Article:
Pairing Wine with Traditional Holiday Entrees

October 20, 2014 1

Pairing Wine with Traditional Holiday Entrees

When it comes to picking out wines for the much-anticipated holiday meal, it’s hard to know where to start. It may even cause your stress level to bubble up faster than an agitated bottle of Dom Pérignon.

So to help you quell any holiday wine-pairing anxiety without reaching for that bottle — ahem, glass — of wine, we’ve reached out to one of the nation’s top sommeliers: Laura Maniec, master sommelier and CEO of Corkbuzz Winebar Chelsea Market. Here, Maniec graciously shares her recommendations for pairing wine with holiday fare.

Think light for Turkey Day

Thanksgiving is called “Turkey Day” for a reason: most Americans arrange their entire feast around this hefty fowl. And since turkey is considered to be a light, white meat, Maniec suggests avoiding heavy or intense wines that could overpower its delicate flavors. “Go with something that doesn’t have too much body, such as a light-bodied red,” she says. Her suggestions: “You could go with a Beaujolais, a zinfandel or a pinot noir from Willamette.”

For something a bit different, Maniec recommends trying an orange wine. These little-known (i.e. trendy!) wines are made from white-wine grape varieties that are macerated with their skins on, such as in red-wine making. “The result is a wine with a tannin and, at times, tea-like aromas,” Maniec says, while adding that orange wines are somewhere between a light white and a full-bodied, richer white. “Think of them as the fall version of rosé,” she says.

Match richness with rich, full flavors

For rich, roasted meats such as duck and ham, Maniec says to look for wines that can hold their own against full-powered smoky or gamey flavors. “Believe it or not,” she says, “richer white wines pair perfectly with the intense smokiness of ham.” Maniec recommends going for a wine from the region of Alsace, France, such as a pinot gris, muscat or gewurztraminer.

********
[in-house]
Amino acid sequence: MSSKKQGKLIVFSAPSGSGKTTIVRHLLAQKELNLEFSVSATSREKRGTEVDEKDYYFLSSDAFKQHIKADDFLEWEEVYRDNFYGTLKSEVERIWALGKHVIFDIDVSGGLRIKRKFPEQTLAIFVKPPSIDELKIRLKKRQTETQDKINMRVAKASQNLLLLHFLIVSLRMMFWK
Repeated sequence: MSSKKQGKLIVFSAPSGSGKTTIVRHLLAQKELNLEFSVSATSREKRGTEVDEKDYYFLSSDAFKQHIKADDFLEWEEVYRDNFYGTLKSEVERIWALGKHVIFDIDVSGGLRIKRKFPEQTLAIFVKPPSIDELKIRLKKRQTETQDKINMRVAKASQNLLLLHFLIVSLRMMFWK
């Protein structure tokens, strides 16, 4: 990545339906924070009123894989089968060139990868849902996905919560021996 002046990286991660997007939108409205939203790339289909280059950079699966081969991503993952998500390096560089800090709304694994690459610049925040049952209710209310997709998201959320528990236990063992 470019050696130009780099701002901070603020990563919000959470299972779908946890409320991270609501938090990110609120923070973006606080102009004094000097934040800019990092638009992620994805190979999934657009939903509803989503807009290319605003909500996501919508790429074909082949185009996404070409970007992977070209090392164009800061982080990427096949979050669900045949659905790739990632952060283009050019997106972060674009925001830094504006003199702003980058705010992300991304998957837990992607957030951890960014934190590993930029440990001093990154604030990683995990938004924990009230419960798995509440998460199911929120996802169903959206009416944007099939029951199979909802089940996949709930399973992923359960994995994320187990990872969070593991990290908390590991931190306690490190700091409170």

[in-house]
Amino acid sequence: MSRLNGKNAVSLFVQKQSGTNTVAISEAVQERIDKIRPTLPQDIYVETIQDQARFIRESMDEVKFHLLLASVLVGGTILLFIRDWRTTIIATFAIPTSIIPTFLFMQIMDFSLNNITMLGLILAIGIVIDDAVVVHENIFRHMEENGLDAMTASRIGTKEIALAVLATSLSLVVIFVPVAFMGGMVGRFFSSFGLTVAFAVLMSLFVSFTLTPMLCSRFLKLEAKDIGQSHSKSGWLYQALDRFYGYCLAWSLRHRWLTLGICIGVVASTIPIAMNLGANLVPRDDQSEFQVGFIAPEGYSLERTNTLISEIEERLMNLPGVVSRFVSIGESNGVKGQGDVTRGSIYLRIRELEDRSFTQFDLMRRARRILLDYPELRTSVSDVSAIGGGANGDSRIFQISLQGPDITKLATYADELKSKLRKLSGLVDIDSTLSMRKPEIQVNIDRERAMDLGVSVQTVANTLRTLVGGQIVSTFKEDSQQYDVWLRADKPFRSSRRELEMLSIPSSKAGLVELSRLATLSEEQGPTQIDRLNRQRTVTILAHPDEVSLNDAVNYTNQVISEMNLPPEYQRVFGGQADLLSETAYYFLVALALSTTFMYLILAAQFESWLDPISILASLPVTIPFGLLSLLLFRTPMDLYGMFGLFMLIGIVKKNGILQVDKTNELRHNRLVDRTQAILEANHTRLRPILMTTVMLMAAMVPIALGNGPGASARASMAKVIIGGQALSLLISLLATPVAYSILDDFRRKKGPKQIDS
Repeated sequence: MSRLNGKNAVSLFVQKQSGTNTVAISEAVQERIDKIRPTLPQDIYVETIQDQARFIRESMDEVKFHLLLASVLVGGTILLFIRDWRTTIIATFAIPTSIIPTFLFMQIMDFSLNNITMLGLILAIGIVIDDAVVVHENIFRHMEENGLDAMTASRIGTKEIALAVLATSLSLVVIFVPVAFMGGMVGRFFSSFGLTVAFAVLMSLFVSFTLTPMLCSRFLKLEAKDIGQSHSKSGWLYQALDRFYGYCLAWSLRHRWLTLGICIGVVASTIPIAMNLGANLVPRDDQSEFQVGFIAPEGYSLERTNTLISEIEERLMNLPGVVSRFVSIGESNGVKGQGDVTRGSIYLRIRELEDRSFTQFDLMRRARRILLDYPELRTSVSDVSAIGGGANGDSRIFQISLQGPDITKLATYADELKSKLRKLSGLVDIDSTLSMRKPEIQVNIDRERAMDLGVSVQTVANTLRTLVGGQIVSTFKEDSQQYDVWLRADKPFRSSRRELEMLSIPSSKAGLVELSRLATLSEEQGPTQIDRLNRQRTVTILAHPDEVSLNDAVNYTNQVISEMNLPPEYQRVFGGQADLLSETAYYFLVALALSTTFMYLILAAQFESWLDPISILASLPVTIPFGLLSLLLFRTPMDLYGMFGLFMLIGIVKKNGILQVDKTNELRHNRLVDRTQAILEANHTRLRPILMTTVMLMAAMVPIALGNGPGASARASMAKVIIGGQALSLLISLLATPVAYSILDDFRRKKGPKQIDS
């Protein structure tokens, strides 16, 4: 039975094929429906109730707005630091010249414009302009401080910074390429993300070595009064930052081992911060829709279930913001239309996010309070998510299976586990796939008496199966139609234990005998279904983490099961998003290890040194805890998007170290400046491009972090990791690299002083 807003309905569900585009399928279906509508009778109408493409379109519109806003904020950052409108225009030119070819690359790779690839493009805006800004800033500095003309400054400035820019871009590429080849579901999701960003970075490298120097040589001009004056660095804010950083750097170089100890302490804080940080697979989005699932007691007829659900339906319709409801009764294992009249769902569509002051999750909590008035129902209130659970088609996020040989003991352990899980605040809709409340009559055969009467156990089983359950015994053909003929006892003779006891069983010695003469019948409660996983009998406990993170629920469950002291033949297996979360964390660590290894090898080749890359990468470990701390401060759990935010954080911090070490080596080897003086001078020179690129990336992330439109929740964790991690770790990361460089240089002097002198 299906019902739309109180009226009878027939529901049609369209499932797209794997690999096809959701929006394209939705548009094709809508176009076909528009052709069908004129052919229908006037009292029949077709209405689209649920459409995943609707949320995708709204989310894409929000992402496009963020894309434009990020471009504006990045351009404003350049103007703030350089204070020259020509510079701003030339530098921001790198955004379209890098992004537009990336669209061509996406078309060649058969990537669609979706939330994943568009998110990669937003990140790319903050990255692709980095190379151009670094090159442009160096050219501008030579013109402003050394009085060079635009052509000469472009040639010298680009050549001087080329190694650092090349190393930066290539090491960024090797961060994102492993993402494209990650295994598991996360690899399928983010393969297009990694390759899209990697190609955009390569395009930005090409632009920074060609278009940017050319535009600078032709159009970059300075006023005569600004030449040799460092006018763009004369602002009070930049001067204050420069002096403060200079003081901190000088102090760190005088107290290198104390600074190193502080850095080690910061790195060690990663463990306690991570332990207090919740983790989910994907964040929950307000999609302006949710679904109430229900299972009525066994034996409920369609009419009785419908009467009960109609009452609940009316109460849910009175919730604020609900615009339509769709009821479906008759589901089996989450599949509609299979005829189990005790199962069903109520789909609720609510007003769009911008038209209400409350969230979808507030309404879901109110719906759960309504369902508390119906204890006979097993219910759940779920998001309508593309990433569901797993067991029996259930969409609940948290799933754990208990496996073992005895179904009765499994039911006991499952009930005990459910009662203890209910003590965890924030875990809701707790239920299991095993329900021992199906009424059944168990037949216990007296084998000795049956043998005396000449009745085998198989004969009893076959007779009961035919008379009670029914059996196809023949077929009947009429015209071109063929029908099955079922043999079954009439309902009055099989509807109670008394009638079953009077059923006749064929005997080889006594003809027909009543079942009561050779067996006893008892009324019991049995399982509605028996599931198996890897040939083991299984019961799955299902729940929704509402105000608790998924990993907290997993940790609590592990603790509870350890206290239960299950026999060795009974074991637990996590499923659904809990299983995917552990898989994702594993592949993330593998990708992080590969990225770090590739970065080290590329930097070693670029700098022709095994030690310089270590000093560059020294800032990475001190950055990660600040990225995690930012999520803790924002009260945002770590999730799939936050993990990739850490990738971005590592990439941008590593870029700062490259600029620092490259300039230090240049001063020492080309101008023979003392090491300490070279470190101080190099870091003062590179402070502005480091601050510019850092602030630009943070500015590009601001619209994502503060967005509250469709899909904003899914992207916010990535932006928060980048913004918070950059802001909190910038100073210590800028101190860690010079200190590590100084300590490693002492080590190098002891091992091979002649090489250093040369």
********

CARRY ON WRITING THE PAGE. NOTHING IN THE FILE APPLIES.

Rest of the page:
Pair brunch with the bubbly

A holiday brunch usually errs on the side of indulgence — think eggs laced with decadent cheeses, ample strips of bacon, and, of course, crispy fried potatoes. (Cue hunger pangs now.) So for a magical morning feast, Maniec suggests adding a tinge of acidity to brighten up the meal’s savory richness. “Anything bubbly, and especially Champagne, is a great choice for brunch,” she says, while noting that a sparkling wine also works well with latkes, which are fried potato pancakes traditionally eaten during Hanukkah. (Maniec’s pick is also a good excuse to dust off those champagne flutes.)

End on a sweet note

Maniec notes that traditional holiday desserts like pumpkin pie, gingerbread, and pecan pie call for a wine that can match their warm, rich flavor notes. Her pick? “Try a sauternes from Bordeaux, France,” she says. “Its intense yet bright flavors are a lovely complement for these types of spiced desserts.”

Keep it fun, but not necessarily fancy

Because hosting a large group can get rather pricey, Maniec says to avoid overthinking the wine selection or splurging on expensive bottles. “Instead, try to keep things fun and social,” she says. “A fun way to keep guests engaged is to tag wine bottles with pairing tips.”

Regardless of the wine you choose, you can be sure those around the dinner table will appreciate your generous efforts: “Food is great on its own, and wine is great on its own,” Maniec says. “But marrying the two — if you’re thoughtful about it — can easily create a next-level experience for your guests.”

And that’s something they’ll cherish forever.

Leigh Kramarczuk

Comments (1)

  1. I never heard of orange wine! I’ll have to look for that. Interesting! Thanks.

    - Kim

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